The opening track of The Highwomen’s self-titled debut album proclaims that they’ll “be back again and again and again and again and again.” This hook, like much of the song’s instrumentation and storytelling, mirrors The Highwaymen’s 1985 theme song “Highwayman.” But in 2019, sung by women, these lyrics sound different. Simultaneously a rally cry for women in country music and a warning to the male-dominated industry, Maren Morris, Brandi Carlile, Natalie Hemby and Amanda Shires’s insistence that they aren’t going anywhere, and have been important all along, is refreshing.
The Highwomen’s roster doesn’t quite read like the country-music-Mount Rushmore that is The Highwaymen, and that’s the problem. Any four female artists popular in country music today have never been given the opportunity to reach their stature. By staking their own claim to greatness, and delivering an album to back it up, The Highwomen pave the way for more visibility, more inclusion, and more women-focused themes in the genre, something the “bro-country” era of the 2010s was overshadowing.
Answering how Morris’s country pop would mesh with Carlile’s Americana, the group’s first single, “Redesigning Women,” settles The Highwomen into a traditional-leaning, acoustic country sound that persists throughout the album. As all four members sing in unison about being women who do it all: “Making bank, shaking hands, driving 80 / Tryna get home just to feed the baby,” this track is the album’s heartbeat, giving life to the more specific tales of empowerment that follow.
“Loose Change” is one of those songs. Simple but catchy, Morris sings about knowing her worth. “Love is not supposed to be played like Monopoly” she cautions. The song plays with the extremes of a penny’s (and a person’s) value in another’s eyes, from being worthless when it’s “loose change” to being priceless when it’s “lucky.” And just like a penny, Morris suggests that a woman should “roll away” when she isn’t being treated nicely.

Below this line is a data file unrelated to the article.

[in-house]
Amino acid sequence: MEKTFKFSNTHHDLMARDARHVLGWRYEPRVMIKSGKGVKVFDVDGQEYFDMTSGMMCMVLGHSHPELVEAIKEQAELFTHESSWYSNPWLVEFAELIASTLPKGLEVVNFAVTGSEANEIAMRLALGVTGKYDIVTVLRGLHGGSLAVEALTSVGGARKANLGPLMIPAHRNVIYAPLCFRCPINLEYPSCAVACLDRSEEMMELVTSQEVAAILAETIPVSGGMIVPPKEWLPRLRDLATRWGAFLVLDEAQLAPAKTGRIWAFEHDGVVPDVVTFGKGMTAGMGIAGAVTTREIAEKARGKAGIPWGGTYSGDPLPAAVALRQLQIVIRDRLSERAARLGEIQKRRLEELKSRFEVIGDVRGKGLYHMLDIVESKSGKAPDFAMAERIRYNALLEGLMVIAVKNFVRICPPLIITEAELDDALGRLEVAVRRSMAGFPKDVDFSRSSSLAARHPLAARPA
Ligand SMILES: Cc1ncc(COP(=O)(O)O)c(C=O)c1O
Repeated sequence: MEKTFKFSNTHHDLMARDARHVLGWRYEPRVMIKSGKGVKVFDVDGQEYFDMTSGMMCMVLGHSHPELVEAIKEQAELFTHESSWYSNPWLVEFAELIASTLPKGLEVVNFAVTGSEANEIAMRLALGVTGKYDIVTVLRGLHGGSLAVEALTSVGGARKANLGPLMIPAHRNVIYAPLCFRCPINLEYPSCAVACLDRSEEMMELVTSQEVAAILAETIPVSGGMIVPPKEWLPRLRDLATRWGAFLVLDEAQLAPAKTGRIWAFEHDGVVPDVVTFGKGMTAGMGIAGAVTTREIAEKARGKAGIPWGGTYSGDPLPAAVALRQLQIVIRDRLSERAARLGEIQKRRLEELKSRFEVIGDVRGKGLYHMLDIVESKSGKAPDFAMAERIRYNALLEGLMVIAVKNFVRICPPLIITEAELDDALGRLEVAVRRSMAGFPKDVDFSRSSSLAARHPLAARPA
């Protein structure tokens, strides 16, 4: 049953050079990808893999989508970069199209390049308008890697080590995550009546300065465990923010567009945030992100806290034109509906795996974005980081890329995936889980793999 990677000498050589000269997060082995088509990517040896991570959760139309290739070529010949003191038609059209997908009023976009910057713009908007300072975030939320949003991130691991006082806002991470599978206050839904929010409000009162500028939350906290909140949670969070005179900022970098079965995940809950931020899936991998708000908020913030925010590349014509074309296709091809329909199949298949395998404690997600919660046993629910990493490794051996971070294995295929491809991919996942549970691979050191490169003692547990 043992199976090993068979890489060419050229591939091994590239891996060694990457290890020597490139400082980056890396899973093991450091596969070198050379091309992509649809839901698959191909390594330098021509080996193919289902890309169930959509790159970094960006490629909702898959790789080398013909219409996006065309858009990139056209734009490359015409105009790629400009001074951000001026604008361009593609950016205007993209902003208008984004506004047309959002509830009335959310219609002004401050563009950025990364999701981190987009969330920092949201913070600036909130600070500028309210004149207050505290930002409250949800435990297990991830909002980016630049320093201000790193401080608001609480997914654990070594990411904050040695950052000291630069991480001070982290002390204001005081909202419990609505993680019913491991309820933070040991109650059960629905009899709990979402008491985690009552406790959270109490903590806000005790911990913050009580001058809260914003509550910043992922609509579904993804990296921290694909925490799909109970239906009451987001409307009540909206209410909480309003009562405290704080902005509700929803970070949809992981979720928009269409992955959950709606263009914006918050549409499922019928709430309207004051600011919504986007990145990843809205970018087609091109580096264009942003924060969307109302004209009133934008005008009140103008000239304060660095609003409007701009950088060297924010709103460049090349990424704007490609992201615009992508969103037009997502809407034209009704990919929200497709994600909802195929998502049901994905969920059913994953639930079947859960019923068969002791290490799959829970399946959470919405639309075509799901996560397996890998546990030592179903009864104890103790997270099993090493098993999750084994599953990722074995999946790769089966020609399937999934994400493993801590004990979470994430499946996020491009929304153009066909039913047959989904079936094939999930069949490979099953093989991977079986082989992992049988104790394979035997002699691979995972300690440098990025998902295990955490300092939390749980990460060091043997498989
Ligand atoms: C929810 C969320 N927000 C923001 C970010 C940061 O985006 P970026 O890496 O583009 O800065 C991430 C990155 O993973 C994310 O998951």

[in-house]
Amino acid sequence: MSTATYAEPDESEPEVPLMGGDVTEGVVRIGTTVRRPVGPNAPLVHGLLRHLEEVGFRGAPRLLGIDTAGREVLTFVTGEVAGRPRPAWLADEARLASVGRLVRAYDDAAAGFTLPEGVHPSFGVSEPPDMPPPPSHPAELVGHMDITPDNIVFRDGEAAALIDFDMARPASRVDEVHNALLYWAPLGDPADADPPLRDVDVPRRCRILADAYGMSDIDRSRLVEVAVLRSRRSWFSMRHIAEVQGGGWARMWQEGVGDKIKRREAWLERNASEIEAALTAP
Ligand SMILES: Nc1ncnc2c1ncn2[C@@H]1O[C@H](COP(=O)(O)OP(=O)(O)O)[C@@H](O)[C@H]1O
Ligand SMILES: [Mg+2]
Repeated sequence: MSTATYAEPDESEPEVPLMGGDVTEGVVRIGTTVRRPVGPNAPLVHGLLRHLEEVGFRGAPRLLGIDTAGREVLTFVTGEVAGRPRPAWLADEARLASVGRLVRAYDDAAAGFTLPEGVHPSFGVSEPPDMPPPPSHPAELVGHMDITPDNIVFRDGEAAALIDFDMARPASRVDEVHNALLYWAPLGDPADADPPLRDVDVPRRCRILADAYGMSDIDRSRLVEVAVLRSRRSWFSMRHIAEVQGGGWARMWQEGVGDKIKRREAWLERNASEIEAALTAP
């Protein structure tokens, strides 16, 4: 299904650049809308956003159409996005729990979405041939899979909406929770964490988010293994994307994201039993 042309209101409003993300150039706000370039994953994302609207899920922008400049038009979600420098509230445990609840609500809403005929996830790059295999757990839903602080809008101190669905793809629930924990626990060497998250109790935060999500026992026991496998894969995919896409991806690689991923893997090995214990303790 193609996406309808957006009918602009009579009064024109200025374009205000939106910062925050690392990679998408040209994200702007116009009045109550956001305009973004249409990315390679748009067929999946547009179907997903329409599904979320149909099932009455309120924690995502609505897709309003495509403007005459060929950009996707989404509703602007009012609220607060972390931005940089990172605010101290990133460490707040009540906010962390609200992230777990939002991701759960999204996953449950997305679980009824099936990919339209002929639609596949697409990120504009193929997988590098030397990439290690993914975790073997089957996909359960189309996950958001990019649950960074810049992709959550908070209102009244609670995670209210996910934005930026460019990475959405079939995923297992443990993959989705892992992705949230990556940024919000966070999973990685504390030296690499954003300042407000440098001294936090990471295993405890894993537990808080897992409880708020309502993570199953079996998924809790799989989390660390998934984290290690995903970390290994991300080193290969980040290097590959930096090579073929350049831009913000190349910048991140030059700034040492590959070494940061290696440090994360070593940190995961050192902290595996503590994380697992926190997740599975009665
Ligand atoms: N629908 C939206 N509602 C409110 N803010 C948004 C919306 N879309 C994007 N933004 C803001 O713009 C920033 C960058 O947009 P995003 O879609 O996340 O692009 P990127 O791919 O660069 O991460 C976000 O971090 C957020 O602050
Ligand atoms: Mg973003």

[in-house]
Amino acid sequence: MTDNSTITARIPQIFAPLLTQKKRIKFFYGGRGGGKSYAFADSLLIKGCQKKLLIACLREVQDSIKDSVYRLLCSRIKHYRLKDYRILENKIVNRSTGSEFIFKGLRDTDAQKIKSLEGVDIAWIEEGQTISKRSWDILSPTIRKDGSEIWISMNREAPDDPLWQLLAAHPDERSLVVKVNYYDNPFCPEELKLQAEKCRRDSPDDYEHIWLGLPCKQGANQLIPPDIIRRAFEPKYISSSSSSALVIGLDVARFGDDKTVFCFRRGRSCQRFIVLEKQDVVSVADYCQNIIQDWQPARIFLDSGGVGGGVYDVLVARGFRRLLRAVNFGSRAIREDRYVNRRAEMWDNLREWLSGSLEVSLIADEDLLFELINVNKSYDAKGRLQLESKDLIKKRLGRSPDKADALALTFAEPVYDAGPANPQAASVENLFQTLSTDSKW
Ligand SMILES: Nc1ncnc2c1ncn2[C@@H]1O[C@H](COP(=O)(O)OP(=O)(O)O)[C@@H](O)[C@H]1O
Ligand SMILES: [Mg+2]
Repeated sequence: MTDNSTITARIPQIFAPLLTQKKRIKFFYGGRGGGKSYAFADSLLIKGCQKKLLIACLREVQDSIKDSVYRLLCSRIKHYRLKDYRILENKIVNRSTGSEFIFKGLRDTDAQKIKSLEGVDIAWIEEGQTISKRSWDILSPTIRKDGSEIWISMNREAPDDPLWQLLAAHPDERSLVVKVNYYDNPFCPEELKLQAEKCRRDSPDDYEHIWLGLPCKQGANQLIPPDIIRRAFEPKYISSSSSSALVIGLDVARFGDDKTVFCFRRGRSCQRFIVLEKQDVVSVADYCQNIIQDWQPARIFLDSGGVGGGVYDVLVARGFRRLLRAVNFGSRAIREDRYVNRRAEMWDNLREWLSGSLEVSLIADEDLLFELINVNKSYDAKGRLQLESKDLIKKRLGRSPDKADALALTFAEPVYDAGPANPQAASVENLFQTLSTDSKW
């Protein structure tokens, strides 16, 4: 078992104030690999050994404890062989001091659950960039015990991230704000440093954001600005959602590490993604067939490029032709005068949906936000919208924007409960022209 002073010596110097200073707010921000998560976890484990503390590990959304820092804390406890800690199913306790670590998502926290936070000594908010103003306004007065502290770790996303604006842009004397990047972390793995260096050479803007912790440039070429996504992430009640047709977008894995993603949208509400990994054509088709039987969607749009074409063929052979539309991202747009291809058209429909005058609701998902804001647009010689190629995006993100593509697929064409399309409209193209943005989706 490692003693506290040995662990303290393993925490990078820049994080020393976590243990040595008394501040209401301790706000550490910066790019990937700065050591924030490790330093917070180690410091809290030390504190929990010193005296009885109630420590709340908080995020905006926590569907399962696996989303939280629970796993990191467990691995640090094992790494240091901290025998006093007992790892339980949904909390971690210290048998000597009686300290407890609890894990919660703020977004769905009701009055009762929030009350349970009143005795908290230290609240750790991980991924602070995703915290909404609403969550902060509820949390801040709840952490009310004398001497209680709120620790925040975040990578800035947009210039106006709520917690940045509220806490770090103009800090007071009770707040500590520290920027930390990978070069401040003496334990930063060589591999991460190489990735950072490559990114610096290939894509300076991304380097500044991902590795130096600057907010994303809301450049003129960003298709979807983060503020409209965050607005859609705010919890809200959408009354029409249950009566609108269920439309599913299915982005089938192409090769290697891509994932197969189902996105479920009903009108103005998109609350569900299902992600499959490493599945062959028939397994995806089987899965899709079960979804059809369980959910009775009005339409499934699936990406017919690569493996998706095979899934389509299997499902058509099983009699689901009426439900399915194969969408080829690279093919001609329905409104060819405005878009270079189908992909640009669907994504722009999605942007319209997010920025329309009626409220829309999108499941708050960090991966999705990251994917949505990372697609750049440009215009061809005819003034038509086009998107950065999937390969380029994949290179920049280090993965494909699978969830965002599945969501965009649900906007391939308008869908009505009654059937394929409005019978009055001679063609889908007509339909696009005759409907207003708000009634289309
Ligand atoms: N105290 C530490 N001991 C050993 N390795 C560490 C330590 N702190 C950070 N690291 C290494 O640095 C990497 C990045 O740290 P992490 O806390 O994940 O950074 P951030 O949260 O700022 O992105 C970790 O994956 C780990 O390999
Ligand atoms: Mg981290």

“If She Ever Leaves Me” finds Carlile in a bar, staring down a cowboy who’s been keeping an eye on her wife, and letting him know that even if they weren’t together anymore, her wife would never be with him. Queer country songs are possible, everyone! Carlile sounds as gorgeous as always, and it’s exciting to think that in a stereotypically homophobic genre, more explicitly LGBTQ-friendly songs are coming to light.
If you’re still pissed with someone you’ve given a few too many chances to (and also want to feel like you’re in an old Western film) “Don’t Call Me” will take you there. This song is the kind of funny you find pacing back and forth with your fists clenched. The verses and outro string together suggestions for how the person who said they “outgrew” Carlile and Shires should fix their mess without them. “Call your doctor … your lawyer … if you can afford one” Shires smirks. “Call your spiritual guide or mood enlightener, your tattoo artist.” She could go on.
But the absolute stand out of the album is “Cocktail and a Song.” Written and sung by Shires alone, she captures a conversation with her dad about his impending passing. It’s heartbreaking. “Don’t you let me see you cry, don’t you go grieving / Not before I’m gone” he tells her. But it’s also light-hearted. When Shires requests his “silver belt buckle and maybe (his) black Stetson hat” they both laugh, which makes the song sting even more.
Women of any country music era aren’t “around and around and around and around and around” like Willie Nelson and Johnny Cash are today, but The Highwomen demonstrate why they should be. It’s a shame that four individually strong artists had to come together to bring attention to women’s contributions to country music, because the excellence this supergroup demonstrates is nothing new. Still, one can’t help but feel lucky that they did decide to take a stand and release an album that stands up to their namesake. Now all we can do is look forward to when they “come back again” and keep rooting for them — and other women — in the meantime.